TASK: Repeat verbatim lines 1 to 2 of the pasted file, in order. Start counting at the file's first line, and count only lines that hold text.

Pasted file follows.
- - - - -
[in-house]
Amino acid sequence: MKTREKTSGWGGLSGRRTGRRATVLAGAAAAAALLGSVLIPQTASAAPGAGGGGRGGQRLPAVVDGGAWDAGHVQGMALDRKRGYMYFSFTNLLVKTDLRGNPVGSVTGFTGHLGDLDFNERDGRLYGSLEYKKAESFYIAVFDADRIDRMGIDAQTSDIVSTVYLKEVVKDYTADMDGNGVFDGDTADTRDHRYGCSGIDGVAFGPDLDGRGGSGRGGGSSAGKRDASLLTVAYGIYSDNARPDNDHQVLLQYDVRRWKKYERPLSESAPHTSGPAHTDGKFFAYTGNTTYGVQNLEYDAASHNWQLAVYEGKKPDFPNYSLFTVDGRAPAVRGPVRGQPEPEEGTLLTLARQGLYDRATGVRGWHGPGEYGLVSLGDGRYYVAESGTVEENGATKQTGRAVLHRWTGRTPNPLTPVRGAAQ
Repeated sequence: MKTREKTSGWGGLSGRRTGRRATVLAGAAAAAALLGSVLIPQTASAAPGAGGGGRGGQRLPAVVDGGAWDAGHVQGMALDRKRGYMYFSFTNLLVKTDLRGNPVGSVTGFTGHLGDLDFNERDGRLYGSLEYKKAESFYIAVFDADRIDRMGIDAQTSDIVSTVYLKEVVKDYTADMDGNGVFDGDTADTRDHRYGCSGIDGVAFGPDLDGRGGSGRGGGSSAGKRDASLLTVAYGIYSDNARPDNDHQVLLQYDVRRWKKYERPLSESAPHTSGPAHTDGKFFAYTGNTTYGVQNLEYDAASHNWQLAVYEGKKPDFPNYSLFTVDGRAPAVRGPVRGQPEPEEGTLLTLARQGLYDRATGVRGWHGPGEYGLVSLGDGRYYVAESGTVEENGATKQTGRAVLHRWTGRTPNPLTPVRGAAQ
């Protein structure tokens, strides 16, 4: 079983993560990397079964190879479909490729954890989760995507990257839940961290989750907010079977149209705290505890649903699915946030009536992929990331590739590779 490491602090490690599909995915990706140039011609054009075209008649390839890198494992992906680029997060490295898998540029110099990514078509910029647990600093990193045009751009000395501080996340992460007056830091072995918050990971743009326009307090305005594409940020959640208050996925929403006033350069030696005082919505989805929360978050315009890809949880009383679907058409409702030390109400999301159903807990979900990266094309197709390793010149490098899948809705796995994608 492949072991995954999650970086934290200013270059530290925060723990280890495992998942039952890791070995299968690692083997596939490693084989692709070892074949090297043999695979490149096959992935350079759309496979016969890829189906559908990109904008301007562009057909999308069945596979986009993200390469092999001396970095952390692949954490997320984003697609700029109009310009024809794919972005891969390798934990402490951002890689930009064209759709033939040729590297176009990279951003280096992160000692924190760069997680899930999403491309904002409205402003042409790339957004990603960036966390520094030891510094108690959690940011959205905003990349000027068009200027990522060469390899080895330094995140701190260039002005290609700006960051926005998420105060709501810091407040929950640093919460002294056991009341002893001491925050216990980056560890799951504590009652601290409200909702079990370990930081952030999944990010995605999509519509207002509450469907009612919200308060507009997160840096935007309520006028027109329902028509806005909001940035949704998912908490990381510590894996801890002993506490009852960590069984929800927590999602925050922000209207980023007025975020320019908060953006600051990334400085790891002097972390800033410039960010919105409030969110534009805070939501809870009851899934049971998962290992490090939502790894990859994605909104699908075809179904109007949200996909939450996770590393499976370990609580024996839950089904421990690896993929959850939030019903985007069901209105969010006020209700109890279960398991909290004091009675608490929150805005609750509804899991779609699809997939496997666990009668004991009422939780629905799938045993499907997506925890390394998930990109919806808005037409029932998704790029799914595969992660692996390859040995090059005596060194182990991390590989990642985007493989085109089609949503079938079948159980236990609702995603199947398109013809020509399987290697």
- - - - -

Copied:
[in-house]
Amino acid sequence: MKTREKTSGWGGLSGRRTGRRATVLAGAAAAAALLGSVLIPQTASAAPGAGGGGRGGQRLPAVVDGGAWDAGHVQGMALDRKRGYMYFSFTNLLVKTDLRGNPVGSVTGFTGHLGDLDFNERDGRLYGSLEYKKAESFYIAVFDADRIDRMGIDAQTSDIVSTVYLKEVVKDYTADMDGNGVFDGDTADTRDHRYGCSGIDGVAFGPDLDGRGGSGRGGGSSAGKRDASLLTVAYGIYSDNARPDNDHQVLLQYDVRRWKKYERPLSESAPHTSGPAHTDGKFFAYTGNTTYGVQNLEYDAASHNWQLAVYEGKKPDFPNYSLFTVDGRAPAVRGPVRGQPEPEEGTLLTLARQGLYDRATGVRGWHGPGEYGLVSLGDGRYYVAESGTVEENGATKQTGRAVLHRWTGRTPNPLTPVRGAAQ